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Dec 20 2018 | 

Author: Lauren | 

December 20, 2018 – Oakland, Calif. – Today, the President signed into law H.R. 2, the Agriculture Improvement Act of 2018, known as the 2018 Farm Bill. This legislation reauthorizes essential federal nutrition programs for the more than 40 million Americans struggling with hunger and poverty, and funds our nation’s food and farming systems that are vital to California’s economy.

California Association of Food Banks (CAFB) commends this Farm Bill that continues decades of bi-partisan support for Supplemental Nutrition Assistance Program (SNAP) and other federal nutrition programs. Congress rightly deliberated and rejected many harmful provisions that would have taken food out of the mouths of low-income Californians who rely on SNAP. We applaud this bi-partisan effort and those of the 41 food banks and their agencies throughout California who made their voice heard on this matter and work diligently every day to nourish our community members.

SNAP (CalFresh in California) is California’s first line of defense against hunger, providing 12 meals for every one distributed by food banks. The Farm Bill also invests in The Emergency Food Assistance Program (TEFAP) that is a lifeline for many Californians who are ineligible for SNAP, and expands access to the Commodity Supplemental Food Program (CSFP) that supports seniors’ health and ability to remain in their homes.

We are pleased that the bill protects SNAP and rejects the harsh cuts proposed by the House Farm Bill that would have worsened hunger across California,” said Andrew Cheyne, CAFB’s Director of Government Affairs.“Nevertheless, the Farm Bill is a missed opportunity to make significant strides against the hunger crisis we face, and we look forward to opportunities in the new Congress to have a real conversation about ending hunger in our nation.”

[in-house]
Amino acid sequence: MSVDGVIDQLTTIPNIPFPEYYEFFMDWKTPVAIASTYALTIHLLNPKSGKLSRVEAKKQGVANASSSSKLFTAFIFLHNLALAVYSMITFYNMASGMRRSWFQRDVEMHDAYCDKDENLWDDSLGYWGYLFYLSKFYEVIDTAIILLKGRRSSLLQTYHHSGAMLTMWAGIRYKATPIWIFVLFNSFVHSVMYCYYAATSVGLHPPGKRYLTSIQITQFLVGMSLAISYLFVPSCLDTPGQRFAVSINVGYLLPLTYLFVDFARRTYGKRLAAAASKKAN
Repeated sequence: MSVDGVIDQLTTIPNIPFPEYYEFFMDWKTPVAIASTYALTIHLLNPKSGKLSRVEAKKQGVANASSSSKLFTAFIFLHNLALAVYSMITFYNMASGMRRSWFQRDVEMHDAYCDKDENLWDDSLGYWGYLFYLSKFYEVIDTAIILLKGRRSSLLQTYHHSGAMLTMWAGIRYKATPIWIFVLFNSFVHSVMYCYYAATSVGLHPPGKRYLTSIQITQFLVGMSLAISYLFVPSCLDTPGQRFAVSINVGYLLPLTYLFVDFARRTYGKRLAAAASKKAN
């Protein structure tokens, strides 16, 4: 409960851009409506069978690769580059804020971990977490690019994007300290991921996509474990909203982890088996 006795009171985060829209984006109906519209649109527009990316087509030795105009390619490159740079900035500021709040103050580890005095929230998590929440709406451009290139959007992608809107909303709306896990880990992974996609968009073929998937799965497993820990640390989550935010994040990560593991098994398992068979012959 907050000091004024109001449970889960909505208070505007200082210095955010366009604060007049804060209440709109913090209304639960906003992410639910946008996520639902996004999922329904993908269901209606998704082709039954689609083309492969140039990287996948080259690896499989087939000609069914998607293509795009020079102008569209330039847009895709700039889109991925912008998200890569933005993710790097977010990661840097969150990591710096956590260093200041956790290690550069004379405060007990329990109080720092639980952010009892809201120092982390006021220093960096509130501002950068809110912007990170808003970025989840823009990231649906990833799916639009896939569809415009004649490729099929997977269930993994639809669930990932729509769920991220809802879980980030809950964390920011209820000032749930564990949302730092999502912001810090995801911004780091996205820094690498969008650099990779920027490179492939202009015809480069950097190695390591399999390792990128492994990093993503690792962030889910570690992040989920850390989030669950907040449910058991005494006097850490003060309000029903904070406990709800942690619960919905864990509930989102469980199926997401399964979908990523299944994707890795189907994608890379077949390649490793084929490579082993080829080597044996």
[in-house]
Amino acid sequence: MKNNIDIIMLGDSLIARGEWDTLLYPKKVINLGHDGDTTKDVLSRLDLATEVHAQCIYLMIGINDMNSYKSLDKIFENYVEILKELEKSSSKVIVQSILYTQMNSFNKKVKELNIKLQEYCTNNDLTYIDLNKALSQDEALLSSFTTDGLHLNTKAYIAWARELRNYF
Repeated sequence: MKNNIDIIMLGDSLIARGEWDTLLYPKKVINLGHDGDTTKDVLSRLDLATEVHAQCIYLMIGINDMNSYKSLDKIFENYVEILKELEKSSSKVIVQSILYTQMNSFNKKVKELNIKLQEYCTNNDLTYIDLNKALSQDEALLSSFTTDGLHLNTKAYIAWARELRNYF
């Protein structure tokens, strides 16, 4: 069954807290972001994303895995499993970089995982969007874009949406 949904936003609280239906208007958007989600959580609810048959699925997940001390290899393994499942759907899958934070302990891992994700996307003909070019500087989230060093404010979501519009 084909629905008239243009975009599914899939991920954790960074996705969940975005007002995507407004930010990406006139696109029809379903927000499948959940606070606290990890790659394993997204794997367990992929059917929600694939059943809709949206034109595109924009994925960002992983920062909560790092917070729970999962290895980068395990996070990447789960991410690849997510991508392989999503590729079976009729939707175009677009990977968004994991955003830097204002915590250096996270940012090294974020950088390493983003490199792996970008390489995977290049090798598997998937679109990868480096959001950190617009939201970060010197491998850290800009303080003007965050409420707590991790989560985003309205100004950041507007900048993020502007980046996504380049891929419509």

The benefits from this legislation are already being undercut by the USDA’s proposal, released today, to weaken the inadequate protections for Able-Bodied Adults Without Dependents (ABAWD). The proposed rule would further restrict access to SNAP for hundreds of thousands of low-income Californians potentially subject to the time limit. “Hunger does not help but hinders your ability to find a job,” said Cheyne.

In the next year, we look forward to opportunities to strengthen SNAP and the nutrition safety net that are proven to fight hunger and provide long-term health and economic benefits to communities both here in California and across the country.

2018 Farm Bill Key Provisions:

  • Increases funding for TEFAP food purchases by $206 million over 10 years, helping food banks serve households who are ineligible for SNAP but still struggling with hunger.
  • Reauthorizes TEFAP storage and storage and distribution funding at $100 million per year, which provides essential capacity to transport and keep this food safe and fresh.
  • Provides $20 million over five years to establish the Farm to Food Bank program that will connect food banks to surplus fruits and vegetables.
  • Strengthens program access in CSFP, which provides food boxes to low-income seniors, by allowing states to certify eligible participants for up to three years, beneficial for older adults living on fixed incomes.
  • Although we celebrate these and other improvements, the bill also includes cuts that we oppose.
  • It eliminates SNAP performance bonuses, which in 2014 provided more than $6 million in recognition of California’s increased SNAP participation, enabling our state to reinvest in further improvements.
  • While the bill maintains current law with regard to SNAP work requirements, it reduces the threshold for individual exemptions to the ABAWD time limit from 15 percent to 12 percent, lessening our state’s ability to protect people who are hungry as they struggle to find work. These changes would be complicated by further cuts enacted through proposed regulatory changes from USDA.